As further shown in FIG. 2, the stack base 102 contains a fuel plenum 128 extending with the hollow cavity of the base. The fuel plenum 128 provides a channel for flow communication between the fresh feed fuel and the fuel cells in the cell bundles. While in some embodiments, the fuel plenum may be provided as a separate structure, the common stack base of the removable modular stack provides a convenient location for positioning of the fuel plenum. The fuel riser tubes 106 are mounted to the stack base 102 so that they are in fluid flow communication with the fuel plenum 128 incorporated into the stack base 102. Furthermore, an outer housing 130 is mounted to the stack base 102 and vertically extends upward and generally surrounds the assembled removable modular stack, thus forming enclosing side walls. The outer housing is preferably made of high purity and high density alumina boards. The self-enclosed modular fuel cell stack container 100 can then be positioned within the solid oxide fuel cell generator apparatus within the generator stack compartment. Also, attached to the stack base 102 is a lifting rail 132 extending along the length of the base, preferably on both sides thereof, to facilitate installation of the rectangular removable modular stack in the generator stack compartment to form an atmospheric high temperature, solid oxide fuel cell generator like that shown in FIG. 3.

Referring now to FIG. 3, an atmospheric solid oxide fuel cell generator 200 is shown. As shown in FIG. 3, the atmospheric generator 200 contains two rectangular pre-assembled removable modular stacks 100 of the type shown in FIG. 2 (only one removable modular stack is shown for clarity), which are positioned within the exterior generator housing 202 that is surrounded by exterior thermal insulation 204. In the generator housing is a stack compartment 206 which houses the removable modular stacks 100. Interior insulation 208 surrounds each removable modular fuel cell stack 100. The removable modular stacks 100 are shown in FIG. 3 as also including an oxidant distribution assembly 210 positioned on the top of the fuel cell bundles which includes an oxidant inlet channel 212, an oxidant plenum 214 attached to the oxidant inlet channel 212, oxidant riser tubes (not shown) attached to the oxidant plenum 214 and extending into the interior of the fuel cells, a combustion chamber (not shown), an exhaust channel (not shown) attached between the combustion chamber and exhaust port 216 to the atmosphere, and a recirculation channel (not shown) attached between the fuel cell stack and ejector 220, as is well known in the art. Also shown in the generator of FIG. 3, is a centrally located reformer chamber 218 which includes an ejector 220 that combines fresh feed fuel from a fresh feed fuel inlet 222 with spent fuel from a recirculation channel (not shown) and sends this reformable fuel mixture into the reformer 218 containing a reformer catalyst bed. The reformer exit connects to a stack fuel delivery channel 224 through the stack base which is in flow communication with the fuel plenum 226 in the stack base to provide a supply of gaseous fuel to the removable modular fuel cell stack 100. As shown in FIG. 3, the reformer 218 is not provided within the removable modular stack. However, other embodiments of the removable modular stack as discussed below do include the reformer within the stack.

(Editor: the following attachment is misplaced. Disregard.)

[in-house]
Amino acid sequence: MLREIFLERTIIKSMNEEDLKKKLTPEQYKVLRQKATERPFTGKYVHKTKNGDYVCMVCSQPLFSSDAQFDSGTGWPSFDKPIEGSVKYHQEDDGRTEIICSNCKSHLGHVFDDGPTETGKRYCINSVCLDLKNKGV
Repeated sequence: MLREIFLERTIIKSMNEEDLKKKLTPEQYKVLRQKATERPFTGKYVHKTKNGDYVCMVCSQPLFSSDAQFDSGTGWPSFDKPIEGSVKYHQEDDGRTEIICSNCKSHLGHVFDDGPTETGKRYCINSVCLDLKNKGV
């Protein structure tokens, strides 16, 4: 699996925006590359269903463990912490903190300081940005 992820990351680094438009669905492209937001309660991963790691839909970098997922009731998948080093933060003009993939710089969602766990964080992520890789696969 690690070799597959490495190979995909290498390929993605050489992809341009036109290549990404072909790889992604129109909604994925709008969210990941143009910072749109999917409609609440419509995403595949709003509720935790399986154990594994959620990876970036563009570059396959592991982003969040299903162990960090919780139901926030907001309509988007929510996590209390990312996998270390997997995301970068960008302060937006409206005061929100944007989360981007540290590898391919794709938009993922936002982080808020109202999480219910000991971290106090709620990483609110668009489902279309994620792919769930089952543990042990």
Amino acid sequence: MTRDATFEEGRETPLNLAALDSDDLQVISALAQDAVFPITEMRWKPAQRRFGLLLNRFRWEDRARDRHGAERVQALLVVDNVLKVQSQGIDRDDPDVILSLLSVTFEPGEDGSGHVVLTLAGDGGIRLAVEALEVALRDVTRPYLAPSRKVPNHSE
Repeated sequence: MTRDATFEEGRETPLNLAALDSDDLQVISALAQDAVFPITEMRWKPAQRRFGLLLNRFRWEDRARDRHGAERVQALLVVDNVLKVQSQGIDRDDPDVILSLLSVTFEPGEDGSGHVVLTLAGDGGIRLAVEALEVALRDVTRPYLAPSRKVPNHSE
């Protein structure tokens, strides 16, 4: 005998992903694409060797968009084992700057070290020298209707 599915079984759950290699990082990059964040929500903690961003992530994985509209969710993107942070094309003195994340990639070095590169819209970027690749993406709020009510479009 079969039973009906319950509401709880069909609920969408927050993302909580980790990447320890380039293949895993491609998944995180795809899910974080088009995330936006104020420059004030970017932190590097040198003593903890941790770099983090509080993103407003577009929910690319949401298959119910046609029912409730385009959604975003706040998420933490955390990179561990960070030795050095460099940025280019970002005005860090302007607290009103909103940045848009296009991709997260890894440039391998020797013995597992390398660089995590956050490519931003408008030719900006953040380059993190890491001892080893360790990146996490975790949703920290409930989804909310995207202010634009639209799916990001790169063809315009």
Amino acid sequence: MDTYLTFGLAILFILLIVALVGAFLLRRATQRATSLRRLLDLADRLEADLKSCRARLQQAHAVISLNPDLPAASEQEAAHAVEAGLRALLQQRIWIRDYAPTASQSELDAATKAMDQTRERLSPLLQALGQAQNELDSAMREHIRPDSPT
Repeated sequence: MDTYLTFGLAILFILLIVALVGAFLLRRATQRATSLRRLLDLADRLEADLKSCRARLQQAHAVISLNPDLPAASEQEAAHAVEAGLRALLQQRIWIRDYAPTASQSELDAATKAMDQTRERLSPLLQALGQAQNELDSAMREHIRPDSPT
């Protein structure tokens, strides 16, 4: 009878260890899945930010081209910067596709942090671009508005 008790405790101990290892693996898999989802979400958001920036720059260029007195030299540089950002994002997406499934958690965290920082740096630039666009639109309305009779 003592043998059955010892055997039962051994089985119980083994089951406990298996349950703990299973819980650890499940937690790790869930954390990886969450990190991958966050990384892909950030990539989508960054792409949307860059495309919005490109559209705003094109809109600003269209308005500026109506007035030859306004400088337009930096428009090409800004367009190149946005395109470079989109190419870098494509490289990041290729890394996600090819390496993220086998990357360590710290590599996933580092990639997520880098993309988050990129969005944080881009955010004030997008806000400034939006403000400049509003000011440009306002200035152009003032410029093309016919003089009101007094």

Referring now to FIGS. 4 and 5, two cutaway views of partially assembled generally circular removable modular stack (RMS) 300 are shown. The tubular, axially elongated, series-parallel electrically connected, high temperature, solid oxide fuel cells 302 of the type described above are arranged in cell bundles 304 to form an integrated bundle assembly. The cell bundles 304 are separated by stack reformer boards 306 which extend upwardly, preferably the entire active length of the fuel cell bundles, from the stack base 308. The stack reformer boards 306 are mounted on interior insulation blocks 310 and positioned over vertically extending fuel riser tubes 312 mounted in apertures 314 extending through the stack base 308. As described previously, the fuel riser tubes extend into cavities in the stack reformer boards and allow the fuel to contact the catalyst impregnated interior walls of the stack reformer boards prior to contacting the fuel cells. A fuel entry port 316 is located in the center of the stack base which includes a large bore extending through the stack base and is in flow communication with the fuel plenum 318 that is formed in the stack base. Mounted on top of and in flow communication with the fuel entry port is the exit channel of a reformer 320 containing a reforming catalyst bed that can easily be replaced when spent through catalyst replacement ports 322 as shown in FIG. 5. In this embodiment, the reformer 320 is located directly within the removable modular fuel cell stack 300. As also shown, the reformer is located in a separate compartment than the fuel cell bundles, being separated from the fuel cell bundles by interior wall 324 interposed between the fuel cell bundles 304 and the reformer 320. Mounted on top of and in flow communication with the reformer inlet is an ejector 326 which takes a mixture of fresh feed fuel from the fresh fuel inlet channel 328, combines it with a portion of the spent fuel contained in recirculation channel 330, and causes this reformable fuel mixture to flow into the reformer for reformation into carbon monoxide and hydrogen gases.